Yes, I know that ultrasound is not harmful to humans, but these are sound waves transmitted by conduction into the body through a transducer. For a practical ultrasonic bug zapper to work, you wouldn't want the user chasing bugs around so he could put a transducer on them, therefore the sound energy must be radiated into a room. It's not clear that radiated sound energy powerful enough to zap a bug won't zap a human or a critical part of a human, like an ear, or objects in the room.

10. Jan 18, 2014

### AlephZero

11. Jan 19, 2014

### Bobbywhy

These passages from the above paper indicate no risk from exposure to airborne ultrasonic frequencies to humans whatsoever:

"For ultrasonic components above 20 kHz, the limits were set to avoid hearing damage in the
audible (lower) frequencies. One-third-octave band levels of 105-115 dB were observed to
produce no temporary hearing loss, and were therefore judged non-hazardous in respect of
permanent hearing damage."

"Since the introduction of these recommended limits, there have been no reports showing
systematic hearing loss trends associated with occupational exposure to very high frequency
noise. Review of the scant literature shows few workers represented, and none with more than
about five years daily contact with potentially harmful noise."

http://www.hse.gov.uk/research/crr_pdf/2001/crr01343.pdf

I may, however, have read over the paper too fast, and may have missed some point which negates the above.

12. Jan 19, 2014

### Bobbywhy

taregg: Flying insects can be killed if they are irradiated by powerful ultrasound. The frequency necessary depends on the physical characteristics of the insect. The idea is to cause the insect's abdomen, for instance, to vibrate so strongly that it explodes, killing the insect. One way of doing this would be to generate an acoustic field that sweeps across a range of frequencies, from say, 40 kHz to 200 kHz, just as the above patent does. When the applied acoustic pressure waves resonate with the insect's body those bodily structures vibrate themselves into destruction. An analogous example is the breaking of a thin glass with a high frequency tone.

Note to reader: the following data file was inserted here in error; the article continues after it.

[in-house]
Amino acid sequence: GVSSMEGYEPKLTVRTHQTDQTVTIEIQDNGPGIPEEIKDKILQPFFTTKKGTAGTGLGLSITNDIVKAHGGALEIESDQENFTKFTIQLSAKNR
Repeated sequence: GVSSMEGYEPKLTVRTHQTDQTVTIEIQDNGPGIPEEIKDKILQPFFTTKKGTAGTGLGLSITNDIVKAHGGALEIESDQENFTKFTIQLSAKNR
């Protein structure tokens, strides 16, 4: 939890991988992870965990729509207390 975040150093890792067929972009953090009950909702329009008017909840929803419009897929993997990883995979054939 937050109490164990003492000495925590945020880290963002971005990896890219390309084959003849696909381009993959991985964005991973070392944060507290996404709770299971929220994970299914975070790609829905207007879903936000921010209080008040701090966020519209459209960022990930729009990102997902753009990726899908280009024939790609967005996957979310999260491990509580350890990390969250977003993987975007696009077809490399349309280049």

None of this theory means that an acoustic insect killer would be effective, or useful, or practical.

13. Jan 19, 2014

### Staff: Mentor

It takes one Hertz to kill a fly. Depending on where you live you may have problems finding a Hertz, as there are only about 2500 Hertzes in US. Probably many more in Germany.

14. Jan 19, 2014

### Lok

An impossible task that is. Although there is a small chance of a "kill" frequency (or multiple combined frequencies) to exist it will only be valid for one exact fly, as small anatomical differences will require a totally different frequency.
As stated by ChrisVer a fly is not a clean material so a sound wave will bounce and be absorbed by any tissue with a different speed of sound, thereby easily reducing the chance of resonance. Like "resonating" a box filled with sand.

15. Jan 19, 2014

### Bobbywhy

You seem to have missed the "sweeping of frequencies" technique. This method insures that the insect will be insonified by the correct resonant frequency, at least momentarily.

16. Jan 19, 2014

### Lok

Yet what do we do if the resonant sound has more than one frequency to it.

17. Jan 19, 2014

### AlephZero

You seem to be contradicting yourself. The quote says there are no harmful effects below the recommended limits. That is not remotely the same as no risk from exposure to airborne ultrasonic frequencies to humans whatsoever.

The paper does conclude that given the relatively small number of people involved with industrial uses of ultrasound (about 0.01% of the UK population), the case for trying to define and set mandatory health and safety limits is not clear cut, compared with a strategy like regular monitoring of the workforce.

It seems rather obvious to me that since the human ear contains mechanical resonant systems of the same dimensions as a typical insect, anything that affects one of those systems enough to permanently stop it from functioning is likely to have some effect on the other system.

18. Jan 19, 2014

### A.T.

Maybe you can control insects with ultrasound.